[00:24:13] Taylor Holiday: It's, that's a great question. So I'll give you like I got in this morning and we get stats, spits out an email. That shows you month to date. It's a screenshot of our revenue dashboard. I get it dropped in my inbox for all of my customers at 7:00 AM and I see exactly where they're at month to date, including what happened yesterday across all of these metrics.

And so what I'm sequencing through is our hierarchy of metrics. That's what our revenue dashboard is built through. Contribution margin. My head or behind of expectation. Okay, if I'm behind, why am I behind? There's usually too, it's either volume or efficiency, right? So behind on contribution margin, okay, am I behind on revenue or am I behind on efficiency of spend?

Each of those is a doorway to a different set of problems. If I'm behind on volume and then I go, what channel am I missing my spend target on? Is it, or then I go, is it existing customer revenue or new customer revenue? Oh, it's, I'm be, I'm ahead of my existing customer revenue volume. I'm behind on my new customer revenue volume.

Oh, okay. Which channel has lagging and they're just doors. You just walk through each one. Is it? Is it volume or efficiency? Oh, it's efficiency. Okay. My new customer, my aMER is too low. Great. Where am I missing ROAS. Cool. Which campaign is missing? ROAS. Is there an action to take here? Or, is it a day where I have a cost control on?

I set it. I spent through all the budget and I go, Hey, we didn't win that day, but I like the bet. No action needed or . What, what I'll often happen is something like, Ooh, the AOV on this campaign is actually coming back way lower than I anticipated. My cost controls set too high. Tighten cost control efficiency.

That's an efficiency action. A volume action might be the opposite. Ooh, I'm actually getting a better return than I wanted. My aMERs ahead and my cost controls are actually constraining spend. I can loosen the controls a little bit. Or, Hey, can we launch more campaigns to get going here? So very simply, most problems boil themselves down to volume or efficiency in any given day.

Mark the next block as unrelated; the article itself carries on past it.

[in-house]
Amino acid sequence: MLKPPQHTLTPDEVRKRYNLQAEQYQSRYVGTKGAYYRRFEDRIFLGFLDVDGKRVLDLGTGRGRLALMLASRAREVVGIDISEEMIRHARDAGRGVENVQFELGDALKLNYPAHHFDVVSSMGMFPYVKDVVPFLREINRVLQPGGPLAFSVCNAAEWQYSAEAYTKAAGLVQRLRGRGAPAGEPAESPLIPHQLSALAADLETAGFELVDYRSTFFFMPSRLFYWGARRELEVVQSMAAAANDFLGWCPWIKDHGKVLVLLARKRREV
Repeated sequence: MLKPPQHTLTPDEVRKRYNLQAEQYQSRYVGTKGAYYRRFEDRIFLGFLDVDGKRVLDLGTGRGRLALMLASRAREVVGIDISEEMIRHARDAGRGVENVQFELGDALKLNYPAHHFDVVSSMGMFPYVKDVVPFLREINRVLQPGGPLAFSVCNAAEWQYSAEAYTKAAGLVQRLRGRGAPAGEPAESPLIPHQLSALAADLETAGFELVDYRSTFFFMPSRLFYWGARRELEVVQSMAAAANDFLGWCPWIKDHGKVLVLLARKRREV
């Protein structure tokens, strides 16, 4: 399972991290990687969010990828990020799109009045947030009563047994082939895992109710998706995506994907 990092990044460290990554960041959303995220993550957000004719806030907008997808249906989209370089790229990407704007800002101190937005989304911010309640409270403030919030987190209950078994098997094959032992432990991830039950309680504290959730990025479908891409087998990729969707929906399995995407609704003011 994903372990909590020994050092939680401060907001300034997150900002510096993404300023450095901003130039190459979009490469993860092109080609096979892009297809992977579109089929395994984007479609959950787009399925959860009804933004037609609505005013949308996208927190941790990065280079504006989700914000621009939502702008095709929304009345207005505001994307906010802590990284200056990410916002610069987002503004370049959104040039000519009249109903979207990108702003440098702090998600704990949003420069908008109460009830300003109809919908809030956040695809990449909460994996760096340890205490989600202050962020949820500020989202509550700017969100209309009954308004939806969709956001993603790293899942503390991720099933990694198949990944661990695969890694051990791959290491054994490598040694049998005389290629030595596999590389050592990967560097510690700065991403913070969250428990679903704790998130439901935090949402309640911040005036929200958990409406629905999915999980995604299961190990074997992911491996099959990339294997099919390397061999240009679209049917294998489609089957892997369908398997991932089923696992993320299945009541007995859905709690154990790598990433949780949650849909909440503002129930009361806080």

There's some action to take. AOV is one of the ones that I think is often the most underappreciated metric to keep an eye on, on a day-to-day basis, meaning that I'll have an expectation of AOV and then suddenly it'll be way higher, which means my new customer CAC can be more aggressive. I also have to ask myself like, which campaign is driving this disproportionate?

Is it a single order, was it, or is there a very clear trend that there's a bunch of orders moving the, the value up in a way that I can actually be more aggressive on my spend? So there's all these little . Intimate details that the more you look at it, there's a very clear sequence to walk through.

That's like contribution margin, spend revenue, new customer revenue, existing customer revenue down to the channels. If you look at our hierarchy of metrics video, you'll see that pyramid. And that's basically what we walk through every day. And we teach our people to walk that path every day.

Now, it doesn't always lead to an action. It doesn't. We ask ourselves these questions, what happened? So what, what does it mean? And now what am I gonna do about it? And that forced every day, look at this set of metrics, understand where I'm at on my forecast. Are there any actions to take? If so, take the action is a critical daily exercise.

[00:27:08] Richard Gaffin: Yeah, I think that's also like illustrates too. The beauty of setting targets at such a detailed level as well, because as you walk through each door, you have an instant understanding of whether the current result is maybe good or bad, is the wrong way to put it. But if the current result is expected or unexpected, I think, and I think often too often, what can happen is you set certain high level results.